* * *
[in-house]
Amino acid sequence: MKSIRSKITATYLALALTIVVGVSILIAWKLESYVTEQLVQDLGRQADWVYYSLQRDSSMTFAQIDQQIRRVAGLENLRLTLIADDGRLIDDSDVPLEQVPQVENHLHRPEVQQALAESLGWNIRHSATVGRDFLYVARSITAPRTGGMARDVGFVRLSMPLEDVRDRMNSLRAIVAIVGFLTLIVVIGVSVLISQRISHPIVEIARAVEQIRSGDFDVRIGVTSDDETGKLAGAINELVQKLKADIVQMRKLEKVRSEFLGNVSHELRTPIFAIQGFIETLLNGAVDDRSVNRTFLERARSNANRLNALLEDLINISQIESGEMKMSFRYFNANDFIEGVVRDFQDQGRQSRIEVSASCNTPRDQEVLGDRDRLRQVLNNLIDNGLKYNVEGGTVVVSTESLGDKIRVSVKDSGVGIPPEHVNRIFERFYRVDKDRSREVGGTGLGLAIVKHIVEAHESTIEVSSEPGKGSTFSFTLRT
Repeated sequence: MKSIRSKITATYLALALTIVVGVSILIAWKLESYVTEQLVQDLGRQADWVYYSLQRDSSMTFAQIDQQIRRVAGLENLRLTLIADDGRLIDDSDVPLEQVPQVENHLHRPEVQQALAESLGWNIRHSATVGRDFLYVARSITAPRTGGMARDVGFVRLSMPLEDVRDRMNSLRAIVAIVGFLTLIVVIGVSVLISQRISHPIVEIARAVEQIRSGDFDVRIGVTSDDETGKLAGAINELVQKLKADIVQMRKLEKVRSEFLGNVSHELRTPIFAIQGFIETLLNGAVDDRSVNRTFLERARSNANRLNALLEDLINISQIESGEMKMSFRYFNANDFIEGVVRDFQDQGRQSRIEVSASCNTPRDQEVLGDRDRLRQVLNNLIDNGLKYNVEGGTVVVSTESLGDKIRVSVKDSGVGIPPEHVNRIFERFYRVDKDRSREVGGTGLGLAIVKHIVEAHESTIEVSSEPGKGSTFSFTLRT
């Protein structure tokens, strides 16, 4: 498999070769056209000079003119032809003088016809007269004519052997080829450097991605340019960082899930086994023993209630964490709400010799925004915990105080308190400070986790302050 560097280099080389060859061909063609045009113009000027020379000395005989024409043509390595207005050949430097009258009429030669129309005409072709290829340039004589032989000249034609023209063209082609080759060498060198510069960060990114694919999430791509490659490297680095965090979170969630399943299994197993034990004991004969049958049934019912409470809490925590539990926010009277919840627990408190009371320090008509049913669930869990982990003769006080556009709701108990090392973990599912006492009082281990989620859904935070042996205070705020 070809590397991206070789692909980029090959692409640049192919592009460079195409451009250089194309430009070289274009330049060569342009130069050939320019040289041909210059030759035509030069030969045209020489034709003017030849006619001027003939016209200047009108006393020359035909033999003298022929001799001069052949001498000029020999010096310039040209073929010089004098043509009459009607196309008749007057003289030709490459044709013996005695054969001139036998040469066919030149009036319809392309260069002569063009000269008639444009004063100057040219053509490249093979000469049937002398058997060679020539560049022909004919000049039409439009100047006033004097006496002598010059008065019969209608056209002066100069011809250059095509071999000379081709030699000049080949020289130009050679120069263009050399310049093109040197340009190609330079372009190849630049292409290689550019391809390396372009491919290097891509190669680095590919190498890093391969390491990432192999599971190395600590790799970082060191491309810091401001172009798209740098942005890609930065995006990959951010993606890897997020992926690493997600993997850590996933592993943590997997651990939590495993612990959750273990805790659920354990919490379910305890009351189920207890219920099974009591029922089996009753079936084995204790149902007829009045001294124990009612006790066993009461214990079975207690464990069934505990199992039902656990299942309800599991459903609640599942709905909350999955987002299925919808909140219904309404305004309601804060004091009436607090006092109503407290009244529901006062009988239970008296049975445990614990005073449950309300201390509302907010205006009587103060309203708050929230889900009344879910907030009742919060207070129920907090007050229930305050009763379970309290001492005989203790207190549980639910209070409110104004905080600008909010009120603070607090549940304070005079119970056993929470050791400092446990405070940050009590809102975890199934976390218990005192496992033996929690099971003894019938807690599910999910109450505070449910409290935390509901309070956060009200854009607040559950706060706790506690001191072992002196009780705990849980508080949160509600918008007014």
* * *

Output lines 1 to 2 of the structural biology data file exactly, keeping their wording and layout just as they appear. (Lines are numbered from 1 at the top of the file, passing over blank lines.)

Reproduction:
[in-house]
Amino acid sequence: MKSIRSKITATYLALALTIVVGVSILIAWKLESYVTEQLVQDLGRQADWVYYSLQRDSSMTFAQIDQQIRRVAGLENLRLTLIADDGRLIDDSDVPLEQVPQVENHLHRPEVQQALAESLGWNIRHSATVGRDFLYVARSITAPRTGGMARDVGFVRLSMPLEDVRDRMNSLRAIVAIVGFLTLIVVIGVSVLISQRISHPIVEIARAVEQIRSGDFDVRIGVTSDDETGKLAGAINELVQKLKADIVQMRKLEKVRSEFLGNVSHELRTPIFAIQGFIETLLNGAVDDRSVNRTFLERARSNANRLNALLEDLINISQIESGEMKMSFRYFNANDFIEGVVRDFQDQGRQSRIEVSASCNTPRDQEVLGDRDRLRQVLNNLIDNGLKYNVEGGTVVVSTESLGDKIRVSVKDSGVGIPPEHVNRIFERFYRVDKDRSREVGGTGLGLAIVKHIVEAHESTIEVSSEPGKGSTFSFTLRT